Jade rolls her eyes. ‘Do you still have those, Kitty?’

‘I like them,’ I say defensively.

The four of us go back downstairs and continue our Twilight marathon. I give everyone a running commentary about what the films changed and how the books are so much better. For those few hours, I completely forget about all the freaky stuff that’s been happening to me.

We’ve just started playing Eclipse when there’s a knock on the door. We ignore it and Suzie’s dad goes to answer it. A few moments later, he walks into the living room and looks at me.

‘Kitty, your dad’s here,’ he tells me.

‘Really?’ I say. My friends look equally amazed. ‘But he shouldn’t be coming until tomorrow.’

‘I know,’ Suzie’s dad explains, ‘he says that something’s happened and that you need to come with him right away.’

'Why?'

'He didn't say. Now, Suzie, go and help Kitty get everything she's brought.'

Suzie pauses the DVD and we troop upstairs to go and get my things.

‘What do you think he wants?’ Kelly asks me. We’re searching for my pencil case which seems to have mysteriously disappeared.

‘I have absolutely no idea,’ I say as I gather all of my school stuff and sleepover bag. Suzie hands me my pencil case from under her bed.

‘Do you think something bad has happened?’ Jade says anxiously. Always a worrier – Jade.

‘I really don’t know,’ I say, shaking my head.

With my back agsinst the wall and hoping that none of them notice the butterfly, I change back into my clothes because I don't particuarly want to wander round town in my pyjamas.

We go downstairs again and, sure enough, there’s dad standing shiftily at the end of the hallway. I see the scared look on his face – maybe Jade is right. I slip on my shoes and I walk over to him, shooting him a questioning look but I don’t think he notices. He’s holding his body stiffly and there’s a line of anxiety across his forehead. This is when I start to get worried – this is really unlike him.

‘Would you like a cup of tea, Martin?’ Suzie’s dad offers.

‘No, thank you.’ He turns to me. ‘Well, Kitty, we’d better be off now.’

‘But why, dad?’ I ask him.

‘I’ll tell you in a minute.’ He forces a smile. ‘Come on, Kitty.’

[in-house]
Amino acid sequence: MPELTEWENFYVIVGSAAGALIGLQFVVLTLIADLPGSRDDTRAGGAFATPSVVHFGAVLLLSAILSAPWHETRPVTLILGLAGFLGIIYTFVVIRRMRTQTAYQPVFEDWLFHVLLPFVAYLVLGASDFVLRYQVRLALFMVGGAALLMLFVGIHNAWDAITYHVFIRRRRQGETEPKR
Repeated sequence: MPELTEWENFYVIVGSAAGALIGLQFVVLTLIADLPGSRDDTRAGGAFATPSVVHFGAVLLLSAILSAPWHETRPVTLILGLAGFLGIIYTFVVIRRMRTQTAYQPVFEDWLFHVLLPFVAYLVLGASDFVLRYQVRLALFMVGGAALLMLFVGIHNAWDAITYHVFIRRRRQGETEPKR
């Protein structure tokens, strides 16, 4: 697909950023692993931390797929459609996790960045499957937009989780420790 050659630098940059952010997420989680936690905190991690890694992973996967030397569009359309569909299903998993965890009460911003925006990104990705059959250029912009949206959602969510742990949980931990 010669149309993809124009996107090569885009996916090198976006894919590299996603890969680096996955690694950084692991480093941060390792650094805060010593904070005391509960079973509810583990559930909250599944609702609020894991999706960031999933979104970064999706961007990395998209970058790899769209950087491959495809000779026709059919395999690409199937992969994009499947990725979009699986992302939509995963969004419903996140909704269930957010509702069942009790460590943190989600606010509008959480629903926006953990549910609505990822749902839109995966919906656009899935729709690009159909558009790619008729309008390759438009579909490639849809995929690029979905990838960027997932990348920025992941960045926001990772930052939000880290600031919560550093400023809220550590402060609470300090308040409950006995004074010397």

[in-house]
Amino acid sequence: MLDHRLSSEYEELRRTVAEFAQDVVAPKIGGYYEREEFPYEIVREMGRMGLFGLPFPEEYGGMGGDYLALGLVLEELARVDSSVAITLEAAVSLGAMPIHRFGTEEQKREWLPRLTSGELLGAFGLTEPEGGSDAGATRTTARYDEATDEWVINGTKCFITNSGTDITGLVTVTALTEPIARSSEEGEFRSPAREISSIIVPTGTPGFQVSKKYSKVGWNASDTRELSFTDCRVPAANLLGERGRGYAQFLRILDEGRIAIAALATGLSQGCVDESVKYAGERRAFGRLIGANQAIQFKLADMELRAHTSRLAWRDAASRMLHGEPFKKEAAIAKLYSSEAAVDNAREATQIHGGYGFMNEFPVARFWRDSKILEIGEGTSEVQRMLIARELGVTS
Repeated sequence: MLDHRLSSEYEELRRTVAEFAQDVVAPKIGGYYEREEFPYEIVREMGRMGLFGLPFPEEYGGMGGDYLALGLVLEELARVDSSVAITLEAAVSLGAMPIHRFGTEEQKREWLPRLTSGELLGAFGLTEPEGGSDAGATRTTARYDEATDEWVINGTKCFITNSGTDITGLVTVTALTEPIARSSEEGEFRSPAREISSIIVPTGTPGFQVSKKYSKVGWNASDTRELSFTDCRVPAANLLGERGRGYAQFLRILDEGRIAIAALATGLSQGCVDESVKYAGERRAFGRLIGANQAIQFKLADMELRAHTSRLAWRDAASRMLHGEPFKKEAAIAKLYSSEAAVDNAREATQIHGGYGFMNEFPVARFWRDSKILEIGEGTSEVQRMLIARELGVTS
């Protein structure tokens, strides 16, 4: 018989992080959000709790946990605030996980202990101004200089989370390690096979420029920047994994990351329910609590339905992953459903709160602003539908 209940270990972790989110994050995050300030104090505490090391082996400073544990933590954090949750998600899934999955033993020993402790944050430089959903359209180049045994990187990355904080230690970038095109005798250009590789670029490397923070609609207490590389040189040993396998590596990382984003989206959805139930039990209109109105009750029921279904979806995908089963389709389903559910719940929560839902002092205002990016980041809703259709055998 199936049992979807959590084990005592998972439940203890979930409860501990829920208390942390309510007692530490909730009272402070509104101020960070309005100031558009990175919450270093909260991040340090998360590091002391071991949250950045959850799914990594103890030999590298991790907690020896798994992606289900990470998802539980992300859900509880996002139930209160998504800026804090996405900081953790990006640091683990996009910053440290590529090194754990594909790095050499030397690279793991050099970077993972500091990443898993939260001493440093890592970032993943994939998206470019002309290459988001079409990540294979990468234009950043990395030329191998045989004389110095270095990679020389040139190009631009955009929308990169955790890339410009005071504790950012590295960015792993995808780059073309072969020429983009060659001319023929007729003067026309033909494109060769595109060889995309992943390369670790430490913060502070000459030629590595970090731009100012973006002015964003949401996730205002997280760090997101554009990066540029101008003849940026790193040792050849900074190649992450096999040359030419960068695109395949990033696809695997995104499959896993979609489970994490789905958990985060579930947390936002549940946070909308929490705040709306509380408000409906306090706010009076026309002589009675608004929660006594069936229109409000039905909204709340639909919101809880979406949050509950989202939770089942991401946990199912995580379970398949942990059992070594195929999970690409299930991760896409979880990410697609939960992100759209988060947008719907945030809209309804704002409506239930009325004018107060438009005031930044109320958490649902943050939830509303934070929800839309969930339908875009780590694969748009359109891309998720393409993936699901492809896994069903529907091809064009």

He steers me towards the door.

‘Bye, Kitty,’ Suzie calls.

‘See you on Monday,’ Kelly says.

‘Hope everything’s ok,’ Jade says anxiously.

‘Goodbye, guys,’ I say over my shoulder, as my dad guides me out of Suzie’s house. The door slams shut and it occurs to me that he didn’t even say goodbye to Suzie’s parents.

Dad’s got a firm grip on my shoulder and he’s directing me to the path on our left.

‘Err . . . haven’t you got the car?’ I say, as we walk straight onto the next street.

‘Not today, Kitty.’

‘But our house is all the way on the other side of town.’

‘We’re not going home now, Kitty.’

I stop in front of him. ‘Why not, dad? What’s going on?’

‘I’ll tell you later.’

‘No,’ I insist. ‘Tell me now.’

And as I stare into his terrified eyes, I see his face changing. Literally. His features morph and shift. His hair lightens. He shoots down in size. Until he’s not dad anymore. Until he’s-

‘You!’ I exclaim. It’s the boy who keeps turning up. First in my bedroom - then outside my kitchen - while I was grabbing something from the shop - and now. ‘What are you doing here? What have you done to my dad? Can’t you just leave me alone? I’ve-‘

But my next words never make it out of my mouth. My lips are moving, but no matter how hard I try, no sound comes out.

‘You know, you’re a lot nicer when you can’t talk.’ He smiles, but it doesn’t reach his eyes.

I look around – the street’s deserted. What am I supposed to do?

‘Come on,’ he says. He grabs my hand in an iron grip and that’s when the world around me explodes.